As much of the world contends with the devastation of recording-breaking heatwaves, wildfires, and floods, delegates to the 59th session of the Intergovernmental Panel on Climate Change (IPCC) gathered in Nairobi on Tuesday to take the first steps of the Panel’s Seventh Assessment Cycle. During this crucial meeting delegates will elect a new Bureau, including the IPCC Chair, IPCC Vice-Chairs, and Working Group Co-Chairs, and a Bureau for the Task Force on Greenhouse Gas Inventories.
Outgoing IPCC Chair Hoesung Lee welcomed delegates and highlighted the achievements of the Sixth Assessment Cycle, including the IPCC’s receipt of the Gulbenkian Prize for Humanity in 2022. He expressed confidence that the new Bureau will “raise the bar” for the IPCC’s work even higher.
In opening remarks, several dignitaries noted the dire impacts of climate change that the world is currently experiencing, highlighting the IPCC’s importance in guiding the world to a more sustainable future. United Nations Environment Programme Executive Director Inger Andersen underscored that the world the IPCC has repeatedly warned of is now upon us, with record high temperatures every day, droughts, dying oceans, and ferocious infrastructure-destroying storms, while hopes of staying below 1.5℃ global warming are fading fast. She encouraged the IPCC to keep sounding the alarm but also to give hope, emphasizing that we can and must change.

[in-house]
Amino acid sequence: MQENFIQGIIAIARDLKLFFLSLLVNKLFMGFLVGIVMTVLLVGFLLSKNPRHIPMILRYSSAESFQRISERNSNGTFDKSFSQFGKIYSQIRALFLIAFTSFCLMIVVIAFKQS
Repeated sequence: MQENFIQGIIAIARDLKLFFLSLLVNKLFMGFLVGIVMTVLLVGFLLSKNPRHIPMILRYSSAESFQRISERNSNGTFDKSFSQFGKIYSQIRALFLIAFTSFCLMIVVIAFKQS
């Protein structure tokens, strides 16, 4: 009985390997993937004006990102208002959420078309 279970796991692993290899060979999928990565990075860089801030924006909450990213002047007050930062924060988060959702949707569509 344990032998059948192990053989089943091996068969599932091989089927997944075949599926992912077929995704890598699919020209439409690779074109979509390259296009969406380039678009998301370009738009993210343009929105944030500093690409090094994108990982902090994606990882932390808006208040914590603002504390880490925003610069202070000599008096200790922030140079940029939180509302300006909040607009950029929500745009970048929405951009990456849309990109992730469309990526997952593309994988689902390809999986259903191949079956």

Soipan Tuya, Cabinet Secretary of Kenya’s Ministry of Environment, Climate Change and Forestry, welcomed delegates to Nairobi and congratulated the outgoing Bureau for its exemplary service in spite of the challenges posed by the pandemic. Noting that East Africa has less than ten years before the glaciers of Mount Kilimanjaro and Mount Kenya are lost, she lamented that only 11 percent of the Sixth Assessment Report authors were from Africa, despite the continent’s vulnerability to climate change impacts, and called for mitigation and adaptation options based on needs.
Paul Egerton, World Meteorological Organization (WMO), speaking via pre-recorded video on behalf of WMO Secretary General Petteri Taalas, emphasized that we are experiencing extreme weather events and climate impacts around the world and highlighted that the WMO’s highest priority is to establish early warning systems. Underscoring the need for climate justice, he said that the IPCC’s work is vital for the planet and humankind and is key to ensuring that we stay on a sustainable track for the future.
Delegates then turned to the business of the meeting, reviewing the procedures that will guide the elections and engaging in regional consultations.